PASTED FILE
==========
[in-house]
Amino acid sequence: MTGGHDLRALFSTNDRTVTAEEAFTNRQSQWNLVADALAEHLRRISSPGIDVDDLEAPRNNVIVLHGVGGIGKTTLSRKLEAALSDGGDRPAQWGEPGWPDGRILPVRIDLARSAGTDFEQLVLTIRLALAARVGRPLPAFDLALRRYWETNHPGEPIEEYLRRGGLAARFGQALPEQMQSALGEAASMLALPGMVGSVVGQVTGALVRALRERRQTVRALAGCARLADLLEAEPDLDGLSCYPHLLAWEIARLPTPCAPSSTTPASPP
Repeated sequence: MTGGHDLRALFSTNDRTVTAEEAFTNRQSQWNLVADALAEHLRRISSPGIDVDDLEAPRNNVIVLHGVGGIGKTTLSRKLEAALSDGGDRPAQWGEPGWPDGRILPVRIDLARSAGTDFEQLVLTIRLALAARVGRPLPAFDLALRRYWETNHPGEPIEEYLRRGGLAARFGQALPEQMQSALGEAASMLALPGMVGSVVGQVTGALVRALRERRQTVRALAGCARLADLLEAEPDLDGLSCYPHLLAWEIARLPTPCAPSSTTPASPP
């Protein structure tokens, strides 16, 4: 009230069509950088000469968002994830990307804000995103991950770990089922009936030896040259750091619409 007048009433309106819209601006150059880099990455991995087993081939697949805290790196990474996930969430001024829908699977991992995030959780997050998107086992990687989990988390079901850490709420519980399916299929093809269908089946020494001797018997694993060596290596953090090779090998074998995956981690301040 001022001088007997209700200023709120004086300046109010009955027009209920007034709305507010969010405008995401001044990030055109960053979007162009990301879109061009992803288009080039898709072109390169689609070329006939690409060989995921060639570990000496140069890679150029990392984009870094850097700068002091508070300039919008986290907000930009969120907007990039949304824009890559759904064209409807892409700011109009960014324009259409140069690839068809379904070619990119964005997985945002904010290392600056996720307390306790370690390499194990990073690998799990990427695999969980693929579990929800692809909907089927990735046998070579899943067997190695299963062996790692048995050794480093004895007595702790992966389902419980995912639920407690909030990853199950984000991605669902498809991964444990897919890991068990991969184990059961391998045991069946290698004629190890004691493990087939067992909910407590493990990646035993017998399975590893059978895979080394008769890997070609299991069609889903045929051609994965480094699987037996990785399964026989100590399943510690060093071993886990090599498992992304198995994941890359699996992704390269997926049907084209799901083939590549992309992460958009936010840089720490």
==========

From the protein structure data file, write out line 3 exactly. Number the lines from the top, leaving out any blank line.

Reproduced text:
Repeated sequence: MTGGHDLRALFSTNDRTVTAEEAFTNRQSQWNLVADALAEHLRRISSPGIDVDDLEAPRNNVIVLHGVGGIGKTTLSRKLEAALSDGGDRPAQWGEPGWPDGRILPVRIDLARSAGTDFEQLVLTIRLALAARVGRPLPAFDLALRRYWETNHPGEPIEEYLRRGGLAARFGQALPEQMQSALGEAASMLALPGMVGSVVGQVTGALVRALRERRQTVRALAGCARLADLLEAEPDLDGLSCYPHLLAWEIARLPTPCAPSSTTPASPP